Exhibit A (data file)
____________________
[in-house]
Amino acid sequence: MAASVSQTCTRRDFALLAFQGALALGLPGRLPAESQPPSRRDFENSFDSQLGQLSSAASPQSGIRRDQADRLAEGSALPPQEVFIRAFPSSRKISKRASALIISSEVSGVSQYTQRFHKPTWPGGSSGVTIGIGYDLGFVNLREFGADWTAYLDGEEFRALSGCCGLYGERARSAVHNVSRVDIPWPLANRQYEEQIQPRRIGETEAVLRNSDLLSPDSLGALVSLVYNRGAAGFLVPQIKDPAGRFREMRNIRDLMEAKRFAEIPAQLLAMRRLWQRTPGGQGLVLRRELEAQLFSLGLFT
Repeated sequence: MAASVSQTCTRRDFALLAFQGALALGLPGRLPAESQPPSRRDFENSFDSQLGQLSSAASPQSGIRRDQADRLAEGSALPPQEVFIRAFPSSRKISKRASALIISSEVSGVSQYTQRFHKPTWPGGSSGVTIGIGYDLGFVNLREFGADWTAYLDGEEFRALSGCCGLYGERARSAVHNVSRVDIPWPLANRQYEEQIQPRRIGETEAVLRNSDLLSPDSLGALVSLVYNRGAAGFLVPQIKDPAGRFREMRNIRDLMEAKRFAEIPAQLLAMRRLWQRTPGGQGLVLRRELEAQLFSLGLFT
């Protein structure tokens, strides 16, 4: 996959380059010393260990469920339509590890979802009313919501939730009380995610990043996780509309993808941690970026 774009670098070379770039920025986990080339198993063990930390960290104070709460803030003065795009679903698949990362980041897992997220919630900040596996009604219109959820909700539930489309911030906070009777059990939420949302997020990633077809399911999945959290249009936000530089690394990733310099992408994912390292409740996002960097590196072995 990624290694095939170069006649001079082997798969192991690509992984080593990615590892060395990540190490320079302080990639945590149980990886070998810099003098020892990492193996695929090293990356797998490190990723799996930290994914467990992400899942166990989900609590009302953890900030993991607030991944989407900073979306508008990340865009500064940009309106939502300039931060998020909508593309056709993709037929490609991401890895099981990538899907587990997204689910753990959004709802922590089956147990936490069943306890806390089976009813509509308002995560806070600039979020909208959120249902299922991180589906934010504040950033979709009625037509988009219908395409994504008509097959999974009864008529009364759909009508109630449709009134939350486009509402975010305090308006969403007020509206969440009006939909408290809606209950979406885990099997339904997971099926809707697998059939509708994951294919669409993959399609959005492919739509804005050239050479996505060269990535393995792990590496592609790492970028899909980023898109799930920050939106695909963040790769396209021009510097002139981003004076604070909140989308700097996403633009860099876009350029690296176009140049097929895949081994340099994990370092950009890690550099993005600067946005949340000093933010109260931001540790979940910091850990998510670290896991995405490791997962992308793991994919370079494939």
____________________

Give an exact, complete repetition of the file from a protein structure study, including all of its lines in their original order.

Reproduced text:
[in-house]
Amino acid sequence: MAASVSQTCTRRDFALLAFQGALALGLPGRLPAESQPPSRRDFENSFDSQLGQLSSAASPQSGIRRDQADRLAEGSALPPQEVFIRAFPSSRKISKRASALIISSEVSGVSQYTQRFHKPTWPGGSSGVTIGIGYDLGFVNLREFGADWTAYLDGEEFRALSGCCGLYGERARSAVHNVSRVDIPWPLANRQYEEQIQPRRIGETEAVLRNSDLLSPDSLGALVSLVYNRGAAGFLVPQIKDPAGRFREMRNIRDLMEAKRFAEIPAQLLAMRRLWQRTPGGQGLVLRRELEAQLFSLGLFT
Repeated sequence: MAASVSQTCTRRDFALLAFQGALALGLPGRLPAESQPPSRRDFENSFDSQLGQLSSAASPQSGIRRDQADRLAEGSALPPQEVFIRAFPSSRKISKRASALIISSEVSGVSQYTQRFHKPTWPGGSSGVTIGIGYDLGFVNLREFGADWTAYLDGEEFRALSGCCGLYGERARSAVHNVSRVDIPWPLANRQYEEQIQPRRIGETEAVLRNSDLLSPDSLGALVSLVYNRGAAGFLVPQIKDPAGRFREMRNIRDLMEAKRFAEIPAQLLAMRRLWQRTPGGQGLVLRRELEAQLFSLGLFT
């Protein structure tokens, strides 16, 4: 996959380059010393260990469920339509590890979802009313919501939730009380995610990043996780509309993808941690970026 774009670098070379770039920025986990080339198993063990930390960290104070709460803030003065795009679903698949990362980041897992997220919630900040596996009604219109959820909700539930489309911030906070009777059990939420949302997020990633077809399911999945959290249009936000530089690394990733310099992408994912390292409740996002960097590196072995 990624290694095939170069006649001079082997798969192991690509992984080593990615590892060395990540190490320079302080990639945590149980990886070998810099003098020892990492193996695929090293990356797998490190990723799996930290994914467990992400899942166990989900609590009302953890900030993991607030991944989407900073979306508008990340865009500064940009309106939502300039931060998020909508593309056709993709037929490609991401890895099981990538899907587990997204689910753990959004709802922590089956147990936490069943306890806390089976009813509509308002995560806070600039979020909208959120249902299922991180589906934010504040950033979709009625037509988009219908395409994504008509097959999974009864008529009364759909009508109630449709009134939350486009509402975010305090308006969403007020509206969440009006939909408290809606209950979406885990099997339904997971099926809707697998059939509708994951294919669409993959399609959005492919739509804005050239050479996505060269990535393995792990590496592609790492970028899909980023898109799930920050939106695909963040790769396209021009510097002139981003004076604070909140989308700097996403633009860099876009350029690296176009140049097929895949081994340099994990370092950009890690550099993005600067946005949340000093933010109260931001540790979940910091850990998510670290896991995405490791997962992308793991994919370079494939």